Facebook says Russians exploited divisive issues and people such as Kanye West and President Trump to target voters ahead of the midterm elections.
Facebook said it removed 36 Facebook accounts, six pages and 99 Instagram accounts that may have been connected to a Russian internet troll farm. Most were created after mid-2017, and one Instagram account reached more than 600,000 U.S. users. They were removed on the eve of the U.S. midterm elections following a tip from the FBI.
Russian lawmakers will look into possibility to acquire money from so-called dormant bank accounts, a senior legislator has said.
DUSHANBE — After an initial denial, Tajikistan’s State Committee for National Security (KDAM) says that the authorities have arrested 12 people suspected of plotting an attack on the Russian military base in Dushanbe earlier in November. KDAM spokesman Dilshod Abdualimov said on November 13 that a report issued by RFE/RL the day before was accurate. In the report, RFE/RL quoted sources close to security authorities as saying that 12 alleged members of the extremist group Islamic State (IS) were apprehended near the Russian base in the Tajik capital on November 4. The sources said the group was led by a man identified as Suhrob from the town of Vahdat, near Dushanbe, who authorities allege has fought alongside IS militants in the Middle East. In an initial comment on November 13, Abdualimov said the RFE/RL report was untrue. But he later confirmed the report, saying that he did not have “concrete information” when he denied it. Some 7,000 Russian troops are stationed at three separate locations in Tajikistan — Dushanbe, Kulob, and Qurghon-Teppa.
British intelligence provided the tip-off that led to the arrest of a retired Austrian army officer on suspicion of spying for Russia, an Austrian newspaper has claimed.
ISTANBUL—On a remote patch of flat desert in southern Syria, some 50,000 people displaced by the war have managed to survive in primitive surroundings for years without seeing an aid convoy—until last week. They live in self-built mud huts with plastic sheeting for roofs. There’s no electricity, no running water, no sanitation, no roads, only one small clinic and four small schools. The camp dwellers were driven from their homes when the so-called Islamic State took over much of eastern Syria, starting in 2014. But the Assad regime, which has since regained control of their lands, doesn’t want them back. Nothing grows on the arid land they occupy along the Jordanian border, but the hut-dwellers were able to rely on smugglers for much of their food and medicine until last month, when the regime in Damascus closed down smuggling routes.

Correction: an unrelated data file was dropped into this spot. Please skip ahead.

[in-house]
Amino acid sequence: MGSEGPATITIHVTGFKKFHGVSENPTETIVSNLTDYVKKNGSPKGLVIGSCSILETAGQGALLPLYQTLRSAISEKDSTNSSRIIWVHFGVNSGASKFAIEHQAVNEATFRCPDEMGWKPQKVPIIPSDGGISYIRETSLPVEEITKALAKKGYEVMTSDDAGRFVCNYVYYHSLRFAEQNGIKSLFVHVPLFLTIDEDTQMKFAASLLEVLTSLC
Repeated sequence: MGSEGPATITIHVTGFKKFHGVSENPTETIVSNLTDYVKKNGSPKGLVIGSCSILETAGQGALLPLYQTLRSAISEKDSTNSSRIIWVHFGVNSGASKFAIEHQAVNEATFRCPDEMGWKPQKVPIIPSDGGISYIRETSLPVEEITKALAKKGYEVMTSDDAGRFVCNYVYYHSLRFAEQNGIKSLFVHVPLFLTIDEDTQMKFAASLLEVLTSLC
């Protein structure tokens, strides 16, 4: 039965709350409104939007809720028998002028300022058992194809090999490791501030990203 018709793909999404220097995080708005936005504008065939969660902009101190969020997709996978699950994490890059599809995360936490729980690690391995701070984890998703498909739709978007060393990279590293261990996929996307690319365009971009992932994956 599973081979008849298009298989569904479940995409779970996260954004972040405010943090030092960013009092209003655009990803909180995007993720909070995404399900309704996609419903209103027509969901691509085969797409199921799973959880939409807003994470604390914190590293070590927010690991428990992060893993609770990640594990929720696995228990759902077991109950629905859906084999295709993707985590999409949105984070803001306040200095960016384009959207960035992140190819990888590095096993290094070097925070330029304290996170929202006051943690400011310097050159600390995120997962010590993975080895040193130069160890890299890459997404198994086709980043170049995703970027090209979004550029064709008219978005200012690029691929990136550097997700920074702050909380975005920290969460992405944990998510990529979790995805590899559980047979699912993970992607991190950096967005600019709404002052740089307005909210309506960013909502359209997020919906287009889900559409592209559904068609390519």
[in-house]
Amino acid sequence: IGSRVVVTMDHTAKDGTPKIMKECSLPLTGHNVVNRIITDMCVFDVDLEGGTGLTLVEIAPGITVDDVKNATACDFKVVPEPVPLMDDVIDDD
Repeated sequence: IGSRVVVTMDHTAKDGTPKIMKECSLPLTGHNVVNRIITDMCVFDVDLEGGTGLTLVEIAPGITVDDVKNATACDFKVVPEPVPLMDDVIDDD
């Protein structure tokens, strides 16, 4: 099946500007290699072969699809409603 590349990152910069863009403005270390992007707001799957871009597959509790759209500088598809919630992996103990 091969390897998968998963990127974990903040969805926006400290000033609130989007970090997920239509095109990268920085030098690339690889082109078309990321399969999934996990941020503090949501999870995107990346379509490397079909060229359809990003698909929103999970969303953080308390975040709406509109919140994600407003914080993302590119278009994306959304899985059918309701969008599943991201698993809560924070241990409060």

The global chemical weapons watchdog will in February begin to assign blame for attacks with banned munitions in Syria’s war, using new powers approved by member states but opposed by Damascus and its key allies Russia and Iran.
More than 95,000 Syrians have ‘disappeared’ since March 2011. Alistair Burt MP, minister of state for the Middle East, introduces Amina Khoulani, who witnessed the regime’s brutality first hand. ave you ever commented online about a government policy, signed a petition or taken part in a peaceful demonstration? Freedom of expression is a fundamental human right, isn’t it? And now imagine being arrested, tortured and detained for years, simply for this. For the people of Syria, such brutality is part and parcel of the Assad regime. Over 95,000 Syrians have ‘disappeared’ since March 2011 according to Syrian civil society organisations, of which more than 80,000 are estimated to have been forcibly disappeared by the Syrian regime. The overwhelming majority of these people have been regular, everyday citizens. Many of them have died as a result of torture.
English Infographic on Syrian Arab Republic about Health and Safety and Security; published on 10 Oct 2018 by Health Cluster and WHO
The call comes days after members of the minority were released following a mass ISIS abduction
Syrian Kurdish forces are resuming the final phase of operations against ISIS, as the terrorist group is pushed back into its last remaining slivers of territory.
Pockets of ISIL fighters continue to place mines and IEDs in Deir Az Zor province, and civilians are paying the price.
PM says the militants, who have reverted to insurgency tactics since their 2017 defeat in Iraq, were seeking to recapture Iraqi territory they had controlled
Among those suffering the ravages of the civil war are Syrian students at local universities, or in their countries of refuge, who are in dire need of scholarships
Iran is set to launch its own state-issued cryptocurrency in the wake of the decision by global interbank service provider, SWIFT to delist its banks
The U.S. intends to double down on sanctioning Iran, pressuring the nation until it submits, National Security Adviser John Bolton signaled on Tuesday.